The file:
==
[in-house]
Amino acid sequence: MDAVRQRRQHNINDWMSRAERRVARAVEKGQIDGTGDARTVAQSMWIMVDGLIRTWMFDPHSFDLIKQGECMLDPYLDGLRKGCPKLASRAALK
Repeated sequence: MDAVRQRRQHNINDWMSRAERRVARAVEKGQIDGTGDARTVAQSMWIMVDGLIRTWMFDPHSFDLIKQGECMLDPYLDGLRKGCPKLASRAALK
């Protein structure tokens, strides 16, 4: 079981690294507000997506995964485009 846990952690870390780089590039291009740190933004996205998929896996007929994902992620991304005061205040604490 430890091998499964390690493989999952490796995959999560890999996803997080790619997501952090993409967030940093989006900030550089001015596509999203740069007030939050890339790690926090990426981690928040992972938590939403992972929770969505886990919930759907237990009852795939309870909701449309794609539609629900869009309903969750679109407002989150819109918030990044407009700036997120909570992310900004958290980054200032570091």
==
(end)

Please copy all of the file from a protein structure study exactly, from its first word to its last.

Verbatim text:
[in-house]
Amino acid sequence: MDAVRQRRQHNINDWMSRAERRVARAVEKGQIDGTGDARTVAQSMWIMVDGLIRTWMFDPHSFDLIKQGECMLDPYLDGLRKGCPKLASRAALK
Repeated sequence: MDAVRQRRQHNINDWMSRAERRVARAVEKGQIDGTGDARTVAQSMWIMVDGLIRTWMFDPHSFDLIKQGECMLDPYLDGLRKGCPKLASRAALK
């Protein structure tokens, strides 16, 4: 079981690294507000997506995964485009 846990952690870390780089590039291009740190933004996205998929896996007929994902992620991304005061205040604490 430890091998499964390690493989999952490796995959999560890999996803997080790619997501952090993409967030940093989006900030550089001015596509999203740069007030939050890339790690926090990426981690928040992972938590939403992972929770969505886990919930759907237990009852795939309870909701449309794609539609629900869009309903969750679109407002989150819109918030990044407009700036997120909570992310900004958290980054200032570091």